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Joe Howard of the United States celebrates a gold-medal win against Norway in sledge hockey during the Salt Lake City Winter Paralympic Games in Utah in 2002. Adam Pretty/Getty Images

Let’s do the numbers on the Paralympic Games

Tony Wagner Mar 9, 2018
Joe Howard of the United States celebrates a gold-medal win against Norway in sledge hockey during the Salt Lake City Winter Paralympic Games in Utah in 2002. Adam Pretty/Getty Images

The opening ceremony of the Winter Paralympic Games was Friday morning in Pyeongchang, South Korea. You’d be forgiven for missing it.

The start of this year’s games aired at 6 a.m. Eastern time on NBC Sports, a relatively new channel that’s pretty high on the dial for folks who haven’t yet cut the cord.

Like the recently wrapped Winter Olympics, the Paralympics are airing live overnight thanks to the time difference, spread across several different cable networks and streaming platforms. Unlike the Olympics, NBC itself is only showing the games in prime time twice: one highlight package for the first day of competition and another at the very end.

It’s worth making the effort to watch, because there’s a lot to like about the Paralympics, even during the smaller Winter Games. It’s five of the best-known Winter Olympic sports, with variations to accommodate differently abled athletes and showcase their unique abilities. Take snowboarding, which was just added and swept by the U.S. team.

Or para hockey, which is just as physical as the game you’re used to, but it’s played on specialized sleds just a couple inches off the ice. Same with downhill skiing, where competitors sit atop one ski. We’ll be talking more about the technology at play at Marketplace Tech next week. For now, let’s do the numbers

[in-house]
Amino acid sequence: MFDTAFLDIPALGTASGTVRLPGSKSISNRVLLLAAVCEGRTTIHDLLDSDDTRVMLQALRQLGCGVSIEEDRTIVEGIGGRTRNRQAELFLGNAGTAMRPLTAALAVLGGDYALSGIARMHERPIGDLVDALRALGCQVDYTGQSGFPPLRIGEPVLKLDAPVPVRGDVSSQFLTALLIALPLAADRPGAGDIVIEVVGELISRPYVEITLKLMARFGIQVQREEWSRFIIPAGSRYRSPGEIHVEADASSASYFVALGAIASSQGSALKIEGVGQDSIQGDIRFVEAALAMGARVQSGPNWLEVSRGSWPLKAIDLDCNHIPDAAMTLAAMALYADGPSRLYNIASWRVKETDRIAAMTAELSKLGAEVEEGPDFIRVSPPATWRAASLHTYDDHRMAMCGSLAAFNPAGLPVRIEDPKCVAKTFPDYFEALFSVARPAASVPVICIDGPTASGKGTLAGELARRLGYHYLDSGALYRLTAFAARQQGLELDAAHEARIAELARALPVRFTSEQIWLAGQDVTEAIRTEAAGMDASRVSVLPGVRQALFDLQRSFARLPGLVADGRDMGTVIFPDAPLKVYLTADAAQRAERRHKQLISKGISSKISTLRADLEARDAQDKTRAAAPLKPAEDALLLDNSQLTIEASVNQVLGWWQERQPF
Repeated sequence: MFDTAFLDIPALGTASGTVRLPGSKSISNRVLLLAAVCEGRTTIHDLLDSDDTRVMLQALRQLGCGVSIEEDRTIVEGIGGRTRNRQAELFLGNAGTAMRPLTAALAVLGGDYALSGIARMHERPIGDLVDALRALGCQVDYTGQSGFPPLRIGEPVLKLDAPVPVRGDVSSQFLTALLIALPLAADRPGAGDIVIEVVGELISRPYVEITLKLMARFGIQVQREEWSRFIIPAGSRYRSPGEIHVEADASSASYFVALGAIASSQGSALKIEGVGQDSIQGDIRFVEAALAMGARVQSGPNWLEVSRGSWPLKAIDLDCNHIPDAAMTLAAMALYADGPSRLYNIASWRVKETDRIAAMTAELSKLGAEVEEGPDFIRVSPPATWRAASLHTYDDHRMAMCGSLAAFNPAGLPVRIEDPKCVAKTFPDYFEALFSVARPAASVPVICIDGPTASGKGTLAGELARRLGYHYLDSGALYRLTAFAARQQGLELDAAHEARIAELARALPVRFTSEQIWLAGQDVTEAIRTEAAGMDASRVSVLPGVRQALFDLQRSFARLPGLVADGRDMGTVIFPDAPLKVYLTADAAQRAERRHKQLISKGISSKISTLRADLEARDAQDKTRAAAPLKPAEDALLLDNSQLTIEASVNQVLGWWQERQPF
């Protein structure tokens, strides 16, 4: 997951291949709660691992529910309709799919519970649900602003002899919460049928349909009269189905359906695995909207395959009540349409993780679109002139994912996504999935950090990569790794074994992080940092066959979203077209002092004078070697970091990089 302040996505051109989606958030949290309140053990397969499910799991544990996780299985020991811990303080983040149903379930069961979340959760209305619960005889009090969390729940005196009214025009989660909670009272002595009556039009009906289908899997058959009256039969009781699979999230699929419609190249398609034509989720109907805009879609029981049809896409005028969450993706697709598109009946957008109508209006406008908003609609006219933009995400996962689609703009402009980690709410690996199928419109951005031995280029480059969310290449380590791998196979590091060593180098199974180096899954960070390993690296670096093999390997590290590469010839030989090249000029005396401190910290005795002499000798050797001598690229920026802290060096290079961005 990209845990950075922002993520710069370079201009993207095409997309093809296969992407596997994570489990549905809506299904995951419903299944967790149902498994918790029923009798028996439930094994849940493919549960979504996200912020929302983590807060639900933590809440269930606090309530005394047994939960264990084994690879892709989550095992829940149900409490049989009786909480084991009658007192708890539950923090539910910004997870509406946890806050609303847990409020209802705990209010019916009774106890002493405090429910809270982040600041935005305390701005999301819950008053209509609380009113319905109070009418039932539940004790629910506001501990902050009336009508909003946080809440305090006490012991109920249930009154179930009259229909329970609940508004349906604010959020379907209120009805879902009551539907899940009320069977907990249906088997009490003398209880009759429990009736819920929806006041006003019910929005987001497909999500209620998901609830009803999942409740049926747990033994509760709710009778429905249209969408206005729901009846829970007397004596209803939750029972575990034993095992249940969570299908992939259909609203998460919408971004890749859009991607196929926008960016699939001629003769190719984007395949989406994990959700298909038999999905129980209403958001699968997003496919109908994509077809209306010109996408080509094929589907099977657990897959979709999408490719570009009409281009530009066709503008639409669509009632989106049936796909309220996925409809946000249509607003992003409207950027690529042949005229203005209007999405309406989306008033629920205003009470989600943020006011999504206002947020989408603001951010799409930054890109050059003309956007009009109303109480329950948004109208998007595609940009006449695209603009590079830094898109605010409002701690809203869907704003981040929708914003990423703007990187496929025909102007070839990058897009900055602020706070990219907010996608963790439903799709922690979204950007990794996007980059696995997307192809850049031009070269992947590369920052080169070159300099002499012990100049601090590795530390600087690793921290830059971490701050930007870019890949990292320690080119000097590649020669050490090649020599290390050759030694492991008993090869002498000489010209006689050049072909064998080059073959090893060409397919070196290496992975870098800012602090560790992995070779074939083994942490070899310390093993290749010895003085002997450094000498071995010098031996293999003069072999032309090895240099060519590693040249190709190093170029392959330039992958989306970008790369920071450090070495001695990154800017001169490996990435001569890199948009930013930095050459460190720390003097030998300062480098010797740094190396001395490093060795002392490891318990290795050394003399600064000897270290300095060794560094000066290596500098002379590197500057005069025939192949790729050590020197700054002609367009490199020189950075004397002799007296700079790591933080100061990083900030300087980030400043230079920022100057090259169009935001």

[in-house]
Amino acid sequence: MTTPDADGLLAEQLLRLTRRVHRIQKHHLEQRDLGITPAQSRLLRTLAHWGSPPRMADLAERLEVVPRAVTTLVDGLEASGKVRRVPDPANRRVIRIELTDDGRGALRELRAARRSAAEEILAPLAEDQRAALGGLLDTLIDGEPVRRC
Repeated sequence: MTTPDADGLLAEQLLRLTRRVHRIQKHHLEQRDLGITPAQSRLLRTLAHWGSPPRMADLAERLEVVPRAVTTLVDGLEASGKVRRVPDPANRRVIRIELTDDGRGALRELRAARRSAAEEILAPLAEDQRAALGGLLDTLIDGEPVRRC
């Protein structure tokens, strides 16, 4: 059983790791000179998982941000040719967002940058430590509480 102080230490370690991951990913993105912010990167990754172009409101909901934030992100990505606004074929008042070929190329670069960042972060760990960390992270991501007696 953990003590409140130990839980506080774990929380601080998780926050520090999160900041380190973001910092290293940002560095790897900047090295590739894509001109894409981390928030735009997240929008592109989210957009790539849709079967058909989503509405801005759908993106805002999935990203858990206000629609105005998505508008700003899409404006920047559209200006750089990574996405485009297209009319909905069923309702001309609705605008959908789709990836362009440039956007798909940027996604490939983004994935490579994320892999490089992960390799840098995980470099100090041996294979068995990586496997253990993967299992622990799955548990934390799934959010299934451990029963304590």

• NBC’s various TV channels are carrying 94 hours of coverage, nearly double the Sochi games, all available to stream with more on Here’s a schedule. It’s also available to watch at the Paralympics website.
  • 567 athletes from 48 countries will compete in this year’s games, according to the BBC. That’s up from 547 in 2014 (2,922 competed in the Winter Olympics).
  • They’ll perform in six sports: the aforementioned snowboarding, hockey and downhill skiing, plus cross-country skiing, biathlon and wheelchair curling.
  • Athletes are divided into 80 events according to ability — one or both legs impaired, blind versus sighted and so on.
  • The Paralympic committee is adding bobsleds to the games in 2022, modified with a sort of launcher for athletes who can’t run and hop into the sled.
  • The Summer Games have 22 sports, including two, boccia and goalball, created just for disabled athletes. Those games are also open to a wider variety of disabilities.
  • Russia dominated the last Winter Games, taking home 80 medals compared to 15 for second-place Germany. But the Russian doping scandal touched the Paralympics as well, and the country is banned from this year’s games, as it was from the Summer Games in Rio de Janeiro. Similar to the Olympics, the Paralympics will let in a small number of Russians, though they’ll be identified only as “Neutral Paralympic Athletes.”
  • North Korea is competing in the Winter Games for the first time, along with Georgia and Tajikistan. One South Korean hockey player, Choi Kwang-hyouk, escaped from the North as a child.
  • The first Paralympic Games were held in Rome in 1960, with the first Winter Games following in 1976 in Örnsköldsvik, Sweden. But according to the International Paralympic Committee, its origins date back to 1940s Britain, where the Stoke Mandeville Hospital organized competitive sports to rehabilitate injured servicemen.
  • The International Paralympic Committee told CNN this year’s games are closer to sold out than the Olympics were, though the number of actual tickets is quite a bit lower: 275,000 for the Paralympics compared to about a million for the Olympic Games.

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